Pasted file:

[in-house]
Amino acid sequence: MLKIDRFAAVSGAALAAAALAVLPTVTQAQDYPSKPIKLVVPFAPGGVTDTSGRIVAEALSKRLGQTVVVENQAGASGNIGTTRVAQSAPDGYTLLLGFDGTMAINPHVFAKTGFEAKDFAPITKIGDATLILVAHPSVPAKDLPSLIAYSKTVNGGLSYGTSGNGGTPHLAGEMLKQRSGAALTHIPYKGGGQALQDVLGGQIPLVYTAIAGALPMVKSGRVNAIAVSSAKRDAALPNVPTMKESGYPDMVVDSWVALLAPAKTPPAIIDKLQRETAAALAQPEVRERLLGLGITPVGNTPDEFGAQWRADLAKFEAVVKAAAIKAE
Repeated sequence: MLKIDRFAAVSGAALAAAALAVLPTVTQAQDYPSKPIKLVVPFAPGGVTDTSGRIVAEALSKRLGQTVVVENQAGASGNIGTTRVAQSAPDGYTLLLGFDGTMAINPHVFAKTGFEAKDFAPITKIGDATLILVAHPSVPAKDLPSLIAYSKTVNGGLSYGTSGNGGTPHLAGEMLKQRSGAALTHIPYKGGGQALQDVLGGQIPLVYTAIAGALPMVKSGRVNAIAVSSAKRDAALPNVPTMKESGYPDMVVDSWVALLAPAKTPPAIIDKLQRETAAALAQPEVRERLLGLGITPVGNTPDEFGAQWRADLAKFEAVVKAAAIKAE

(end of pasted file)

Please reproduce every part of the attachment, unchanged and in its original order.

[in-house]
Amino acid sequence: MLKIDRFAAVSGAALAAAALAVLPTVTQAQDYPSKPIKLVVPFAPGGVTDTSGRIVAEALSKRLGQTVVVENQAGASGNIGTTRVAQSAPDGYTLLLGFDGTMAINPHVFAKTGFEAKDFAPITKIGDATLILVAHPSVPAKDLPSLIAYSKTVNGGLSYGTSGNGGTPHLAGEMLKQRSGAALTHIPYKGGGQALQDVLGGQIPLVYTAIAGALPMVKSGRVNAIAVSSAKRDAALPNVPTMKESGYPDMVVDSWVALLAPAKTPPAIIDKLQRETAAALAQPEVRERLLGLGITPVGNTPDEFGAQWRADLAKFEAVVKAAAIKAE
Repeated sequence: MLKIDRFAAVSGAALAAAALAVLPTVTQAQDYPSKPIKLVVPFAPGGVTDTSGRIVAEALSKRLGQTVVVENQAGASGNIGTTRVAQSAPDGYTLLLGFDGTMAINPHVFAKTGFEAKDFAPITKIGDATLILVAHPSVPAKDLPSLIAYSKTVNGGLSYGTSGNGGTPHLAGEMLKQRSGAALTHIPYKGGGQALQDVLGGQIPLVYTAIAGALPMVKSGRVNAIAVSSAKRDAALPNVPTMKESGYPDMVVDSWVALLAPAKTPPAIIDKLQRETAAALAQPEVRERLLGLGITPVGNTPDEFGAQWRADLAKFEAVVKAAAIKAE